John Hay (New South Wales politician)

Sir John Hay KCMG (23 June 1816 – 20 January 1892) was a New South Wales politician.

John Hay
Born(1816-06-23)23 June 1816
Died20 January 1892(1892-01-20) (aged 75)
NationalityAustralian
Known forpolitician

Life

Hay was born at Little Ythsie, Aberdeenshire, Scotland, the son of John Hay (a farmer) and his wife Jean, née Mair. Hay graduated M.A. at King's College (now part of the University of Aberdeen), in 1834, and then studied law at Edinburgh, but did not finish it. In 1838 Hay married Mary Chalmers and they travelled to Sydney on the Amelia Thompson, arriving on 1 July and settled at Welaregang on the Upper Murray. Hay migrated to Sydney in 1838 and took up land in the Murrumbidgee district and became a successful squatter.[1][2]

Hay was a strong opponent of tariffs on trade between New South Wales and Victoria and was elected in April 1856 as the member for Murrumbidgee in the first Legislative Assembly and took up residence in Sydney. In September, he moved a vote of no-confidence in the Cowper ministry, which brought the government down. Hay recommended to governor William Denison that Henry W. Parker should be asked to form a coalition ministry in which Hay was secretary for lands and works. This ministry was defeated in September 1857 and Hay did not again hold office. In 1859, he was elected as a member of the new seat of Murray and strongly opposed John Robertson's land bills and sought to protect the interests of squatters. In the December 1860 elections, fought on the issue, he was one a few opponents of Robertson elected.[1][2][3]

In June 1860, Hay moved that negotiations should be opened up with Victoria for the purpose of establishing a uniformity of customs duties. This would have been a valuable step towards a federation system, but his motion was defeated. On 14 October 1862, Hay was unanimously elected speaker of the Legislative Assembly and carried out his duties impartially. In 1864, Hay successfully contested the seat Central Cumberland, near Sydney to make clear his opposition to the making of the Riverina into a separate colony. In October 1865, finding his health had been affected, he resigned as speaker. In June 1867 he was nominated a member of the Legislative Council and in July 1873 was appointed its president on the recommendation of Sir Henry Parkes. He held this position until his death in the Sydney suburb of Rose Bay, survived by his wife for ten days. They had no children.[1][2][3]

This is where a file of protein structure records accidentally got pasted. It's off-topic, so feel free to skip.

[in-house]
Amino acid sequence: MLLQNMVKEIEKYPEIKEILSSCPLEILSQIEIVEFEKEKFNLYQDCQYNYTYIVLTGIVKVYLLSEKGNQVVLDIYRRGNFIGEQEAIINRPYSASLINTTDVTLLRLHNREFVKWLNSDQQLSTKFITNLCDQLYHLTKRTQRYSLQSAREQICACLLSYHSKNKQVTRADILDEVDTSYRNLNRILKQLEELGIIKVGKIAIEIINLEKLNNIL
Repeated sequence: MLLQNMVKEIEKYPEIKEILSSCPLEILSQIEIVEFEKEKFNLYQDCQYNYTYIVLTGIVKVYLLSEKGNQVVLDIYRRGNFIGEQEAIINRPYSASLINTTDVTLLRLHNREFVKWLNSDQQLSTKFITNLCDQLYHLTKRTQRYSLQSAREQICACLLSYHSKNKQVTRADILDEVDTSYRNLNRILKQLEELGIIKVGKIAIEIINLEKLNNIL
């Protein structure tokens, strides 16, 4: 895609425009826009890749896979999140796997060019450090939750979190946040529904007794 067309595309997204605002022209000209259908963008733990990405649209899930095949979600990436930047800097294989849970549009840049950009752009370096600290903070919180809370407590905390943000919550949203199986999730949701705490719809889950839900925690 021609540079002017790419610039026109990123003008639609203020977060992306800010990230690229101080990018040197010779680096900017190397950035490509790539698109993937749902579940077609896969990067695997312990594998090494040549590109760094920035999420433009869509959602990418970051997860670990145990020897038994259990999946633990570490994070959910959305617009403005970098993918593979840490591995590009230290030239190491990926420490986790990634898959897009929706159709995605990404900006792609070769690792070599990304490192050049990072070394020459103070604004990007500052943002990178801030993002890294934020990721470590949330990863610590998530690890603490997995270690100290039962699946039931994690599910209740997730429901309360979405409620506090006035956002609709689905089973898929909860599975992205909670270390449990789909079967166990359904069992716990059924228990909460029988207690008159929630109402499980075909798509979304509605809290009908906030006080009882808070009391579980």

Hay was not a party man but he had knowledge and wisdom, and though he originated little he was a good speaker and debater who had no little influence on the legislation of his time. Hay carried out his duties as speaker of the assembly and president of the council with great ability.[1]

Honours

Hay was created KCMG in 1878 and Hay is named after him.[2]

References

  1. Serle, Percival (1949). "Hay, Sir John (1816 - 1892)". Dictionary of Australian Biography. Sydney: Angus and Robertson. Retrieved 5 February 2009.
  2. Martin, A W (1972). "Hay, Sir John (1816 - 1892)". Australian Dictionary of Biography. Canberra: Australian National University. Retrieved 30 October 2019.
  3. "Sir John Hay (1816-1892)". Former Members of the Parliament of New South Wales. Retrieved 13 May 2019.
New South Wales Legislative Assembly
Preceded by
New seat
Member for Murrumbidgee
1856 1859
Served alongside: Macleay
Succeeded by
William Macleay
Preceded by
New seat
Member for Murray
1859 1864
Succeeded by
Robert Landale
Preceded by
John Laycock
Member for Central Cumberland
1864 1867
Served alongside: Macpherson
Succeeded by
John Lackey
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